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What are some health risks associated with drinking beer?

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Quick Answer

When used in excess, health risks associated with drinking beer include increased risk of cirrhosis, liver cancer, obesity and alcoholism, according to WebMD. People who drink heavily have an increased risk of stroke, weight gain, chronic hypertension, and colon or breast cancer.

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Full Answer

Drinking more than two 12-ounce glasses of beer in one setting may cause side effects such as confusion, flushing, blackouts and difficulty controlling emotions, notes WebMD. Other potential side effects include difficulty breathing, seizures, loss of coordination and drowsiness. Too much beer may also cause hypothermia, diarrhea, vomiting and low blood sugar. Some people may experience bleeding or an irregular heartbeat after drinking more than two beers.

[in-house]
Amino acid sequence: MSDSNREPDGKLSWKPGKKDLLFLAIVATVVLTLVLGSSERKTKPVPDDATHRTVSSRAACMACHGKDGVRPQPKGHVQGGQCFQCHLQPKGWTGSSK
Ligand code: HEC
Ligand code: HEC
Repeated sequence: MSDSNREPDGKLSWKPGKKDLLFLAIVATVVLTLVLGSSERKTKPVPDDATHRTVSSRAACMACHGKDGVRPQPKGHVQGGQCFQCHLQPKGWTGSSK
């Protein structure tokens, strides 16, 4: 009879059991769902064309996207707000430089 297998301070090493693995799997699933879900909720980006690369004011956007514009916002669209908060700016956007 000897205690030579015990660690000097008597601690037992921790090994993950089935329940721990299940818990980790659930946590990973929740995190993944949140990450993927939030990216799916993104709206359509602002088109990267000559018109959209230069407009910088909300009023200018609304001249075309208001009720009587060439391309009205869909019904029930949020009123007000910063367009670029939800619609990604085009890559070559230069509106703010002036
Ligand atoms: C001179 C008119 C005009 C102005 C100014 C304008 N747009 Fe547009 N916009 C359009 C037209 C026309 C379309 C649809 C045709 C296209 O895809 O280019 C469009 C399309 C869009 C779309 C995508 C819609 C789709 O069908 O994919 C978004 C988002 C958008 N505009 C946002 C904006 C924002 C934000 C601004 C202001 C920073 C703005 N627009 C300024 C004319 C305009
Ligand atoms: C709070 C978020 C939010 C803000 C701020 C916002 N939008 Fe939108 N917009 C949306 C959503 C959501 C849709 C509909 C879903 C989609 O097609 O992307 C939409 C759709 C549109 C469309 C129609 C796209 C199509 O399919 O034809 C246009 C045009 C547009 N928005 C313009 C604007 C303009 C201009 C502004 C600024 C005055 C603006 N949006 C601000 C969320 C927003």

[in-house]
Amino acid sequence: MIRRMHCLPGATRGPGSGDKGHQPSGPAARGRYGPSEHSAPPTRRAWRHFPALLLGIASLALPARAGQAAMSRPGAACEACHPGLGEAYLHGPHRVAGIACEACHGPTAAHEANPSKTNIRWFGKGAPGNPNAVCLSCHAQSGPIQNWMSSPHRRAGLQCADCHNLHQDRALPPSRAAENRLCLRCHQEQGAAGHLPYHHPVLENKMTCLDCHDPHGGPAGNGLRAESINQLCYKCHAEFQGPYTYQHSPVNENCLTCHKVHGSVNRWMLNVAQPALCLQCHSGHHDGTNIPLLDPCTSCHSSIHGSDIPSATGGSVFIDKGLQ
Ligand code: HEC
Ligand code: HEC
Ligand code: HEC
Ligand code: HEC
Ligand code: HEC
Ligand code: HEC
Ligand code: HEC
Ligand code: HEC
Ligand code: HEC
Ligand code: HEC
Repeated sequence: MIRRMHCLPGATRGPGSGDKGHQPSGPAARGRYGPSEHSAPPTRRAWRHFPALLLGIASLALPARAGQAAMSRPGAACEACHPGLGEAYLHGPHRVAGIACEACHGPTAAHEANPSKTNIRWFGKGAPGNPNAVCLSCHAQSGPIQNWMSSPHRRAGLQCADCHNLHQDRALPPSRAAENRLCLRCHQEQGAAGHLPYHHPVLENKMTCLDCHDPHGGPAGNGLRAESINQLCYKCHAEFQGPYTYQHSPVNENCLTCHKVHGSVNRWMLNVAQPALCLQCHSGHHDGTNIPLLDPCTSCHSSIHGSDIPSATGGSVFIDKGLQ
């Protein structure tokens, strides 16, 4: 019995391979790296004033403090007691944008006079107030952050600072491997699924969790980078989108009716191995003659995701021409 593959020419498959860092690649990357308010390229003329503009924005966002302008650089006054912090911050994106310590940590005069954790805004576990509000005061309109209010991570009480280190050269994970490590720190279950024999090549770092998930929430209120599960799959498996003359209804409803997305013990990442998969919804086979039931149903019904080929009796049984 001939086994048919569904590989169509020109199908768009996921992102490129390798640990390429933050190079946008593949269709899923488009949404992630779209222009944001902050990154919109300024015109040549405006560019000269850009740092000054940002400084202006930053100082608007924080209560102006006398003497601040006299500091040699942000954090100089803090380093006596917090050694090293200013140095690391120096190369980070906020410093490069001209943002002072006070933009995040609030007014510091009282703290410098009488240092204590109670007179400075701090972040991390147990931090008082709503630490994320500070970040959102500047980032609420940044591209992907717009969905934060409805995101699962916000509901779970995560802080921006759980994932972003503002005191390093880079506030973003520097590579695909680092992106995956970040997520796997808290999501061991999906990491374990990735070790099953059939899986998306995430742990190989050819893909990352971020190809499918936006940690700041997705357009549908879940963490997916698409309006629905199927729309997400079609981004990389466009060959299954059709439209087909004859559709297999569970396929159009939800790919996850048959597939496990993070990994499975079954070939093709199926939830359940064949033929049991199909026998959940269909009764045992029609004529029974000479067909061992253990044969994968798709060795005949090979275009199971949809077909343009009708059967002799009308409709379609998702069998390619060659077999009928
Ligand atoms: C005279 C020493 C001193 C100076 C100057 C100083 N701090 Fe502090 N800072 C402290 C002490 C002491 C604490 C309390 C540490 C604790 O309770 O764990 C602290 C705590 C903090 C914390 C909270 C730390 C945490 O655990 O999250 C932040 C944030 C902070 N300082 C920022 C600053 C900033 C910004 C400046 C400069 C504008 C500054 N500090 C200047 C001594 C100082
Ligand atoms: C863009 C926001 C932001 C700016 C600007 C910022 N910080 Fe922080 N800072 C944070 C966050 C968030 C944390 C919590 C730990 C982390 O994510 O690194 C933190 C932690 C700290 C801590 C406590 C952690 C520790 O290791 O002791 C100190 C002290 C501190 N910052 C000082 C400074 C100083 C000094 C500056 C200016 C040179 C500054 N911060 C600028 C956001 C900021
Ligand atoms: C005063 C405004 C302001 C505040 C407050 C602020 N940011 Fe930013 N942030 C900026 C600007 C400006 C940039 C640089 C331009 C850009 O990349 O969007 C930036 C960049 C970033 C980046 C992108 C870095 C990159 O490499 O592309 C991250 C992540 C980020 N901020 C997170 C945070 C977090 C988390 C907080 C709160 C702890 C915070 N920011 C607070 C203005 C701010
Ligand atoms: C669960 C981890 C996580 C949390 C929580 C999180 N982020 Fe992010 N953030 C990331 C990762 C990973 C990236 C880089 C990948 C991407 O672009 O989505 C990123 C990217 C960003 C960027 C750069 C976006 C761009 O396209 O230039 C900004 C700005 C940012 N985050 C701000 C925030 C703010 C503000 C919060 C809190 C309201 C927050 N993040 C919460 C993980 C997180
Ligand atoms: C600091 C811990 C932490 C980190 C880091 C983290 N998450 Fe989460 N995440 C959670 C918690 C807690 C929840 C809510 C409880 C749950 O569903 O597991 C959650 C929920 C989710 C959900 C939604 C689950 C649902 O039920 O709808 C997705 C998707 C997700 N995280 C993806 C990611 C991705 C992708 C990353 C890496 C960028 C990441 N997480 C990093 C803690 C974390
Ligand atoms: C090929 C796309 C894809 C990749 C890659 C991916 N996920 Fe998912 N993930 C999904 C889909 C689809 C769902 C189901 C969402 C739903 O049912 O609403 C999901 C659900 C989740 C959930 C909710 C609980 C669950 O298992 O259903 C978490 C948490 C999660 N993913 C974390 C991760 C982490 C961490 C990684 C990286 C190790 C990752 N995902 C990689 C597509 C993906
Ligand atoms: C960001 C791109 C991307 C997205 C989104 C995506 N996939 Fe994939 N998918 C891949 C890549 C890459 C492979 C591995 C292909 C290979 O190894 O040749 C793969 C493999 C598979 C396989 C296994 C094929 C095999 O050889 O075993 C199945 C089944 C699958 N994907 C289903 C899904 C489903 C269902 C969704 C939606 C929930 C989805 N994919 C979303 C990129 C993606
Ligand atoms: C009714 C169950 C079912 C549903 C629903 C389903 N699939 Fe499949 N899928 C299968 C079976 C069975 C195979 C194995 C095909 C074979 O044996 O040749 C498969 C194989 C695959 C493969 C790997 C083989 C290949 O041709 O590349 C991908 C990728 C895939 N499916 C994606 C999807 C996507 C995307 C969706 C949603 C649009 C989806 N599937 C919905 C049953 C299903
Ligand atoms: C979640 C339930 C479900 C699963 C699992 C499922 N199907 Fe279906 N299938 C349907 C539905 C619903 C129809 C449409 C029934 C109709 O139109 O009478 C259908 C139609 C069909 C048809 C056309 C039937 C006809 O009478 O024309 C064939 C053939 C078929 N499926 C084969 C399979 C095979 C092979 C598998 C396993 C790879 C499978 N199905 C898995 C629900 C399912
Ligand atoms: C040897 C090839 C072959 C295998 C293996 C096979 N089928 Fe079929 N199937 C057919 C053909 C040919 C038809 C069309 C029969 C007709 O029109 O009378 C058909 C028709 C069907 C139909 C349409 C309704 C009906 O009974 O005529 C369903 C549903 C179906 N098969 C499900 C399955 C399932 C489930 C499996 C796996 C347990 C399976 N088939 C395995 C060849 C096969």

Long-term beer abuse can lead to memory loss, malnutrition, liver failure and heart problems, states WebMD. It can also cause mental problems, inflammation of the pancreas and cancer of the digestive tract. Conditions that may be worsened by beer include gout, asthma, high blood pressure and insomnia. Beer may also exacerbate mental problems, liver disease, stomach ulcers and pancreatitis, among others.

Pregnant women should not drink alcoholic beverages because it can lead to birth defects and other serious complications, according to WebMD. Women who are breastfeeding should not drink beer because alcohol may pass into the milk.

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